I thought about Mike Baxter who went above and beyond the call of duty crashing into the left field wall to make a catch that is now another in memorable catches in Mets history. Watching him come off the field with Ray Ramirez holding his arm, I thought the worst but then this morning I read Baxter quotes where he said “I’ll be ok, it’s not about me it’s Johan’s night”. Baxter typified the all for one, one for all attitude this team has taken on.

I thought about Gary Cohen calling the game on SNY and Howie Rose calling the action on WFAN, they are not just the Mets play by play men, they are one of us. I feel even closer to them since we are all from the same generation who got into Mets Fandom on the ground floor. I’ve always wondered if our paths ever crossed way back when in the Upper Deck at Shea maybe during a Craig Swan start or cheering a Willie Montanez home run, complete with the stutter step home run trot. When the no hitter was “in the history books” as Howie noted, Ron Darling, who was extremely fired up in the late innings of this game, and Keith Hernandez, who was astonishing quiet maybe superstition took over, asked Gary if he thought the no hitter drought would ever be broken and without missing a beat Cohen said “NO” I got a bit misty in the eyes when Gary said that because I knew exactly where he was coming from.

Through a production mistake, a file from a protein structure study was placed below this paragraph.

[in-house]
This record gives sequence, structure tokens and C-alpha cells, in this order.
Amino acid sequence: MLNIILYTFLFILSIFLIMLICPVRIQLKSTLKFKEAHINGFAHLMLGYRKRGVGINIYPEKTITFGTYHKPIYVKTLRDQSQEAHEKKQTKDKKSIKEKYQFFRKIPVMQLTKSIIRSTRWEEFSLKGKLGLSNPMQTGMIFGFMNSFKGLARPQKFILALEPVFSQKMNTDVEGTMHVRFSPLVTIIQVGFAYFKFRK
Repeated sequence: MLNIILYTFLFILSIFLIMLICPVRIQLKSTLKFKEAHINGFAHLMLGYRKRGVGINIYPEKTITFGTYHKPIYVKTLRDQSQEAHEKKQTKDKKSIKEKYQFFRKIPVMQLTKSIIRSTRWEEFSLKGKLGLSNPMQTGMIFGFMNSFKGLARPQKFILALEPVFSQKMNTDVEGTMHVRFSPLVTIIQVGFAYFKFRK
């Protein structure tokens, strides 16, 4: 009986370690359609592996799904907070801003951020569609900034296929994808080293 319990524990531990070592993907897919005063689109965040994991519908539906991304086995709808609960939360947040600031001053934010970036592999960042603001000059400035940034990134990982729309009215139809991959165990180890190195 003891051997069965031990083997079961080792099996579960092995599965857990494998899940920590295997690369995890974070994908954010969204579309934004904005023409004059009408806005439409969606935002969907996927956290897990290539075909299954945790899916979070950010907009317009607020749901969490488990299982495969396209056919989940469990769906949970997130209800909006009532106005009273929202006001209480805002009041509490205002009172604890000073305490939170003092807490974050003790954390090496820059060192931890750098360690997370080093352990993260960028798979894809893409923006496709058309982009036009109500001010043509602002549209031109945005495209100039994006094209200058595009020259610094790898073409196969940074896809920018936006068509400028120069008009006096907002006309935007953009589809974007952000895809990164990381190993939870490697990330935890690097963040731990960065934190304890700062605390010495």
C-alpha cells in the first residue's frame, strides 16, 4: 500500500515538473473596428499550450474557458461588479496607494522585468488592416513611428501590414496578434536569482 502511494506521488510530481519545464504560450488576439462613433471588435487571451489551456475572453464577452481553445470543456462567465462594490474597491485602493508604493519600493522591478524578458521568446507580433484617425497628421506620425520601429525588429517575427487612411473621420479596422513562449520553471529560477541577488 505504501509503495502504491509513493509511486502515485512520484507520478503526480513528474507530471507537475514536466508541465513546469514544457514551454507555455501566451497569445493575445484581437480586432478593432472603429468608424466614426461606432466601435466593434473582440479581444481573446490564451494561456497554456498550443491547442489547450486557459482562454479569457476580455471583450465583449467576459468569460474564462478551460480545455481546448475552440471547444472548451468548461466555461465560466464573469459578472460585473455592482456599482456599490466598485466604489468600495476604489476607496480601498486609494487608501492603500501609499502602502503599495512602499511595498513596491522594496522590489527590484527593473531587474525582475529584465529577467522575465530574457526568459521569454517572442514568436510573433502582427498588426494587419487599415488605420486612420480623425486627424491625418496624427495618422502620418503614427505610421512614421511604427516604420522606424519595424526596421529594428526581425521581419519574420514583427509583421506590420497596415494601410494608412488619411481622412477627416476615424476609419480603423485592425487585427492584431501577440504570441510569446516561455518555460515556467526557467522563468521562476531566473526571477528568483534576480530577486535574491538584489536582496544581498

I thought a lot about Johan Santana. I thought about all the hard work he put in to get back on a Major League mound and like Bobby Ojeda said on the post-game show pitching “on back fields in front of tumble weed and three legged dogs”. This is part of the professional athletes life that many fans either ignore or just don’t care about. The work that Santana put in after his shoulder surgery is what separates him as one of the top pitchers in MLB to the guy holding on or trying to get a roster spot. All pitchers at this level can throw a baseball, it’s the few who have the work ethic and the intelligence to make the climb to the top that stand out. When Santana went down with his shoulder injury that needed surgical repair he was one of the best pitchers in baseball. He worked his ass off in rehabilitating the shoulder and in getting himself back on his game right where he left off.  After last night’s performance all those days with the physical therapist and then on the back fields of the Mets minor league complex with the sweat dripping off him to the scrutiny of Dan Warthen and Terry Collins in spring training to the skepticism of the media and fan base, wondering which Johan Santana we would see, has paid off big time. What we’ve seen is one of the best pitchers in Mets history and a player with the heart of a lion.